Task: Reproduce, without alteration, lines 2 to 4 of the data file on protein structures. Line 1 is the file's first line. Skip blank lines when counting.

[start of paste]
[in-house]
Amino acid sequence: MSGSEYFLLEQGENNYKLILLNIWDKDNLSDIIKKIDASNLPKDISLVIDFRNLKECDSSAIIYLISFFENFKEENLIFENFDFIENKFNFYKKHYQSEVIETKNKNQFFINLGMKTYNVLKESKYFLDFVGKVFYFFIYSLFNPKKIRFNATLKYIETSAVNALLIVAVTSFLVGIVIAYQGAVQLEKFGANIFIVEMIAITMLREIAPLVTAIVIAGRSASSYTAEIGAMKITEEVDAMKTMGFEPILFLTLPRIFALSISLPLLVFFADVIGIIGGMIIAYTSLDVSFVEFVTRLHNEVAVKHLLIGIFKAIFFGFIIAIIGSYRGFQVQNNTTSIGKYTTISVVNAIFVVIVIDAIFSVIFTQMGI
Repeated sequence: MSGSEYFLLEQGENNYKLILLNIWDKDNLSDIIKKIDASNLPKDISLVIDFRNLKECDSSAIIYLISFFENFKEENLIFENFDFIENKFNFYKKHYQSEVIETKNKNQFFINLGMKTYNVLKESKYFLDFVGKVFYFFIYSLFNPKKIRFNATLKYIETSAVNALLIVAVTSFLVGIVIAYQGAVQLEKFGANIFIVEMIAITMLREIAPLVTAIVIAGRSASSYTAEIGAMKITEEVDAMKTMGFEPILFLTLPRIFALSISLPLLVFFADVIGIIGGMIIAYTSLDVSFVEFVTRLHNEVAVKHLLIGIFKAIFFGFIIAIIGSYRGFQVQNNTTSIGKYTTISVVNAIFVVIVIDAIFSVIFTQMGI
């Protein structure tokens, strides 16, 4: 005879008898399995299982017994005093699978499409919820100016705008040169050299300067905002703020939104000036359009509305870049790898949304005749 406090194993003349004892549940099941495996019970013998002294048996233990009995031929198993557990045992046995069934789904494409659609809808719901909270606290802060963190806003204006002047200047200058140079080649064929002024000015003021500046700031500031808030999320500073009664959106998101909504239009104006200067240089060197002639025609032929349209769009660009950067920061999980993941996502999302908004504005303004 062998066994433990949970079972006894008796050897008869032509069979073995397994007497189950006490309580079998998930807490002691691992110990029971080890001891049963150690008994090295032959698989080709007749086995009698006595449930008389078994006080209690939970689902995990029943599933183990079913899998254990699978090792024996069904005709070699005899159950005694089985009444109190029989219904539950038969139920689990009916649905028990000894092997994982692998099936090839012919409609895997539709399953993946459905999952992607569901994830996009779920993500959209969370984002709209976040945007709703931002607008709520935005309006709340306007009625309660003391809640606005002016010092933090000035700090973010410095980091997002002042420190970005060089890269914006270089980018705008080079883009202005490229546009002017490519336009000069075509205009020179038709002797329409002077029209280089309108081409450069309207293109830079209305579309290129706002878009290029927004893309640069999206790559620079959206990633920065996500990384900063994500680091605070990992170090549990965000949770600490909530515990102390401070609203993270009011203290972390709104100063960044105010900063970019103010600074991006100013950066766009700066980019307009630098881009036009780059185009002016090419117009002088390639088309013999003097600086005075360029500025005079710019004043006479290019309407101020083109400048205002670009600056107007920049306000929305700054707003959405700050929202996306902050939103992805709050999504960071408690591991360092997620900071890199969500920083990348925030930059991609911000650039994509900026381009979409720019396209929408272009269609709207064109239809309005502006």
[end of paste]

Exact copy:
Amino acid sequence: MSGSEYFLLEQGENNYKLILLNIWDKDNLSDIIKKIDASNLPKDISLVIDFRNLKECDSSAIIYLISFFENFKEENLIFENFDFIENKFNFYKKHYQSEVIETKNKNQFFINLGMKTYNVLKESKYFLDFVGKVFYFFIYSLFNPKKIRFNATLKYIETSAVNALLIVAVTSFLVGIVIAYQGAVQLEKFGANIFIVEMIAITMLREIAPLVTAIVIAGRSASSYTAEIGAMKITEEVDAMKTMGFEPILFLTLPRIFALSISLPLLVFFADVIGIIGGMIIAYTSLDVSFVEFVTRLHNEVAVKHLLIGIFKAIFFGFIIAIIGSYRGFQVQNNTTSIGKYTTISVVNAIFVVIVIDAIFSVIFTQMGI
Repeated sequence: MSGSEYFLLEQGENNYKLILLNIWDKDNLSDIIKKIDASNLPKDISLVIDFRNLKECDSSAIIYLISFFENFKEENLIFENFDFIENKFNFYKKHYQSEVIETKNKNQFFINLGMKTYNVLKESKYFLDFVGKVFYFFIYSLFNPKKIRFNATLKYIETSAVNALLIVAVTSFLVGIVIAYQGAVQLEKFGANIFIVEMIAITMLREIAPLVTAIVIAGRSASSYTAEIGAMKITEEVDAMKTMGFEPILFLTLPRIFALSISLPLLVFFADVIGIIGGMIIAYTSLDVSFVEFVTRLHNEVAVKHLLIGIFKAIFFGFIIAIIGSYRGFQVQNNTTSIGKYTTISVVNAIFVVIVIDAIFSVIFTQMGI
């Protein structure tokens, strides 16, 4: 005879008898399995299982017994005093699978499409919820100016705008040169050299300067905002703020939104000036359009509305870049790898949304005749 406090194993003349004892549940099941495996019970013998002294048996233990009995031929198993557990045992046995069934789904494409659609809808719901909270606290802060963190806003204006002047200047200058140079080649064929002024000015003021500046700031500031808030999320500073009664959106998101909504239009104006200067240089060197002639025609032929349209769009660009950067920061999980993941996502999302908004504005303004 062998066994433990949970079972006894008796050897008869032509069979073995397994007497189950006490309580079998998930807490002691691992110990029971080890001891049963150690008994090295032959698989080709007749086995009698006595449930008389078994006080209690939970689902995990029943599933183990079913899998254990699978090792024996069904005709070699005899159950005694089985009444109190029989219904539950038969139920689990009916649905028990000894092997994982692998099936090839012919409609895997539709399953993946459905999952992607569901994830996009779920993500959209969370984002709209976040945007709703931002607008709520935005309006709340306007009625309660003391809640606005002016010092933090000035700090973010410095980091997002002042420190970005060089890269914006270089980018705008080079883009202005490229546009002017490519336009000069075509205009020179038709002797329409002077029209280089309108081409450069309207293109830079209305579309290129706002878009290029927004893309640069999206790559620079959206990633920065996500990384900063994500680091605070990992170090549990965000949770600490909530515990102390401070609203993270009011203290972390709104100063960044105010900063970019103010600074991006100013950066766009700066980019307009630098881009036009780059185009002016090419117009002088390639088309013999003097600086005075360029500025005079710019004043006479290019309407101020083109400048205002670009600056107007920049306000929305700054707003959405700050929202996306902050939103992805709050999504960071408690591991360092997620900071890199969500920083990348925030930059991609911000650039994509900026381009979409720019396209929408272009269609709207064109239809309005502006």